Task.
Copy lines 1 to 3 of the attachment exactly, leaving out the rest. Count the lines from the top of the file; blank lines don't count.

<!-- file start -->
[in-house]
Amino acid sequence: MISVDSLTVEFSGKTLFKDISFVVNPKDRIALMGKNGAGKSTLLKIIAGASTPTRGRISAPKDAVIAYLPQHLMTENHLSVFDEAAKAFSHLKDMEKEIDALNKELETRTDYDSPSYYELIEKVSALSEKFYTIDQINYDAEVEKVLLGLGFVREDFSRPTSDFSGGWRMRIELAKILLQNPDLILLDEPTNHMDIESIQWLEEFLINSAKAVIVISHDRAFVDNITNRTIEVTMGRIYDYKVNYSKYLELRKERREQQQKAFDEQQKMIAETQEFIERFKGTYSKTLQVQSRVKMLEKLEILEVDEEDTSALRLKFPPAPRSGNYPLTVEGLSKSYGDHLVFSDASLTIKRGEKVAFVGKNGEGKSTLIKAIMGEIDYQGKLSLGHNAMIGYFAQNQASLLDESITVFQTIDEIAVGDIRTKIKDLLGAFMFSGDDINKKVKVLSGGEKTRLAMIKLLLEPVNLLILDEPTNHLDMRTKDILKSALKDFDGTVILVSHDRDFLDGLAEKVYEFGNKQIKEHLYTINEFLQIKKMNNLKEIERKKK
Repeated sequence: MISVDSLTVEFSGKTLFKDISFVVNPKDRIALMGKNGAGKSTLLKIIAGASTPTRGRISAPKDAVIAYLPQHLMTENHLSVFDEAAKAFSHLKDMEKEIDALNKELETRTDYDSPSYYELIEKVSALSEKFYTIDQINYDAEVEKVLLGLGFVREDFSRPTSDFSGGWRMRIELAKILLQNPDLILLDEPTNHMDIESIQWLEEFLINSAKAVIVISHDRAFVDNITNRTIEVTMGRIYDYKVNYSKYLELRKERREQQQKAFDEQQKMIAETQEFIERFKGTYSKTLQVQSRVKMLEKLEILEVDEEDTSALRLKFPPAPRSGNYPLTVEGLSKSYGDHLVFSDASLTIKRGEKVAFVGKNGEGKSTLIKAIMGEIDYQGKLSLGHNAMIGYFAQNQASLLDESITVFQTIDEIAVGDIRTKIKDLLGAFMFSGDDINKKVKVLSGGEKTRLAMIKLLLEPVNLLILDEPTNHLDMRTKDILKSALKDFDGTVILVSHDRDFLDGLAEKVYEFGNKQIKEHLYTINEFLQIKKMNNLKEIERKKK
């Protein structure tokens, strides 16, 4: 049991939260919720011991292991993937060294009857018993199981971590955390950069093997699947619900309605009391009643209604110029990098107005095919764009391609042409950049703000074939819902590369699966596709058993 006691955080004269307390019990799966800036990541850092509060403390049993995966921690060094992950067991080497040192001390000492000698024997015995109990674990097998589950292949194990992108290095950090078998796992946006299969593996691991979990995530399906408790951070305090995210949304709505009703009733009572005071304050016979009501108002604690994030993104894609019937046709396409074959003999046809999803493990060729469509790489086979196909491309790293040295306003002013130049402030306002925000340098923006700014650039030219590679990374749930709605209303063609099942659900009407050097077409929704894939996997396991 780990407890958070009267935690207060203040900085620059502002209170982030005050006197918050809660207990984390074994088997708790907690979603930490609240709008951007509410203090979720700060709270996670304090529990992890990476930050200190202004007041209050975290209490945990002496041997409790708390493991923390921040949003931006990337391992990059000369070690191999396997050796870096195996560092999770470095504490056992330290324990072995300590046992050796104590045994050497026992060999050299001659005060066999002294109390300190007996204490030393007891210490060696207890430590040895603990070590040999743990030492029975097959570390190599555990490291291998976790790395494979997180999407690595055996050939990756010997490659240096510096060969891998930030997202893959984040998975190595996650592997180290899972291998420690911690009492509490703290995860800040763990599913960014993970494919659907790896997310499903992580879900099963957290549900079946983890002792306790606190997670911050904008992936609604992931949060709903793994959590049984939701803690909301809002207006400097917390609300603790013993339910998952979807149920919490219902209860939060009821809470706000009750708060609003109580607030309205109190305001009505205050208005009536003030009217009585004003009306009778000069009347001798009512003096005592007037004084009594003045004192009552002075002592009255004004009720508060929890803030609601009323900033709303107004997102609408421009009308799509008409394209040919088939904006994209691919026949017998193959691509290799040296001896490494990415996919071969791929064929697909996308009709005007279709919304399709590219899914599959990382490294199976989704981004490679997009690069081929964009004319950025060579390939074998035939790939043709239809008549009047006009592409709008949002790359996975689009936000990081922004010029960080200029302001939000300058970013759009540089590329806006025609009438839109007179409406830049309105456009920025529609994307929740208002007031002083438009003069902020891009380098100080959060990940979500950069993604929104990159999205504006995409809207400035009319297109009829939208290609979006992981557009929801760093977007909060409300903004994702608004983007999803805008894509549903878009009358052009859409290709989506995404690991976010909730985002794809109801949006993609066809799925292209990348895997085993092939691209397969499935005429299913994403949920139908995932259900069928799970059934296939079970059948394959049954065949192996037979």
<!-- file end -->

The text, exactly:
[in-house]
Amino acid sequence: MISVDSLTVEFSGKTLFKDISFVVNPKDRIALMGKNGAGKSTLLKIIAGASTPTRGRISAPKDAVIAYLPQHLMTENHLSVFDEAAKAFSHLKDMEKEIDALNKELETRTDYDSPSYYELIEKVSALSEKFYTIDQINYDAEVEKVLLGLGFVREDFSRPTSDFSGGWRMRIELAKILLQNPDLILLDEPTNHMDIESIQWLEEFLINSAKAVIVISHDRAFVDNITNRTIEVTMGRIYDYKVNYSKYLELRKERREQQQKAFDEQQKMIAETQEFIERFKGTYSKTLQVQSRVKMLEKLEILEVDEEDTSALRLKFPPAPRSGNYPLTVEGLSKSYGDHLVFSDASLTIKRGEKVAFVGKNGEGKSTLIKAIMGEIDYQGKLSLGHNAMIGYFAQNQASLLDESITVFQTIDEIAVGDIRTKIKDLLGAFMFSGDDINKKVKVLSGGEKTRLAMIKLLLEPVNLLILDEPTNHLDMRTKDILKSALKDFDGTVILVSHDRDFLDGLAEKVYEFGNKQIKEHLYTINEFLQIKKMNNLKEIERKKK
Repeated sequence: MISVDSLTVEFSGKTLFKDISFVVNPKDRIALMGKNGAGKSTLLKIIAGASTPTRGRISAPKDAVIAYLPQHLMTENHLSVFDEAAKAFSHLKDMEKEIDALNKELETRTDYDSPSYYELIEKVSALSEKFYTIDQINYDAEVEKVLLGLGFVREDFSRPTSDFSGGWRMRIELAKILLQNPDLILLDEPTNHMDIESIQWLEEFLINSAKAVIVISHDRAFVDNITNRTIEVTMGRIYDYKVNYSKYLELRKERREQQQKAFDEQQKMIAETQEFIERFKGTYSKTLQVQSRVKMLEKLEILEVDEEDTSALRLKFPPAPRSGNYPLTVEGLSKSYGDHLVFSDASLTIKRGEKVAFVGKNGEGKSTLIKAIMGEIDYQGKLSLGHNAMIGYFAQNQASLLDESITVFQTIDEIAVGDIRTKIKDLLGAFMFSGDDINKKVKVLSGGEKTRLAMIKLLLEPVNLLILDEPTNHLDMRTKDILKSALKDFDGTVILVSHDRDFLDGLAEKVYEFGNKQIKEHLYTINEFLQIKKMNNLKEIERKKK